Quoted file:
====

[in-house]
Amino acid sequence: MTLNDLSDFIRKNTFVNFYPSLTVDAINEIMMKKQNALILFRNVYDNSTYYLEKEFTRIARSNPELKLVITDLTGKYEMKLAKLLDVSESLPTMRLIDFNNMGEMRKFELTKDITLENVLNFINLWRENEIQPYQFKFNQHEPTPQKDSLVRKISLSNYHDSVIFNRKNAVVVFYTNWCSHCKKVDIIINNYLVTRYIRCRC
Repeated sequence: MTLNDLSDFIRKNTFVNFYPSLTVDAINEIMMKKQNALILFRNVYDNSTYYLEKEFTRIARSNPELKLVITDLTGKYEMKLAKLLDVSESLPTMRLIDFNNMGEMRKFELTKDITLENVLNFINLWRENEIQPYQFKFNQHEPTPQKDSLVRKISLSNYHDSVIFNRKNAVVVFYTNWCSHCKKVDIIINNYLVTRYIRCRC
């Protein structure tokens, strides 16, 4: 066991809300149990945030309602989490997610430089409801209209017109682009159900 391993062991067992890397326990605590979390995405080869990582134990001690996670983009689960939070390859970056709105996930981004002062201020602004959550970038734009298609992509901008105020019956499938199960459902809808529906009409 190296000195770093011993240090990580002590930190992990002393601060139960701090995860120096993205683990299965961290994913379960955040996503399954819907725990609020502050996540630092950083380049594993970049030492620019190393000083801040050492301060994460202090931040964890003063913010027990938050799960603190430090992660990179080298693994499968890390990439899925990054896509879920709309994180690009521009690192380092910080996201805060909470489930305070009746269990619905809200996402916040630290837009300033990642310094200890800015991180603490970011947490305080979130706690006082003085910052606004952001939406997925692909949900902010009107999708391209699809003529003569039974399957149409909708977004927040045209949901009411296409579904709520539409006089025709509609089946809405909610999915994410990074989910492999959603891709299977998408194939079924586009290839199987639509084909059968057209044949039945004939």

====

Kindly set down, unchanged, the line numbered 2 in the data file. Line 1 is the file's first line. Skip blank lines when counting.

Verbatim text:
Amino acid sequence: MTLNDLSDFIRKNTFVNFYPSLTVDAINEIMMKKQNALILFRNVYDNSTYYLEKEFTRIARSNPELKLVITDLTGKYEMKLAKLLDVSESLPTMRLIDFNNMGEMRKFELTKDITLENVLNFINLWRENEIQPYQFKFNQHEPTPQKDSLVRKISLSNYHDSVIFNRKNAVVVFYTNWCSHCKKVDIIINNYLVTRYIRCRC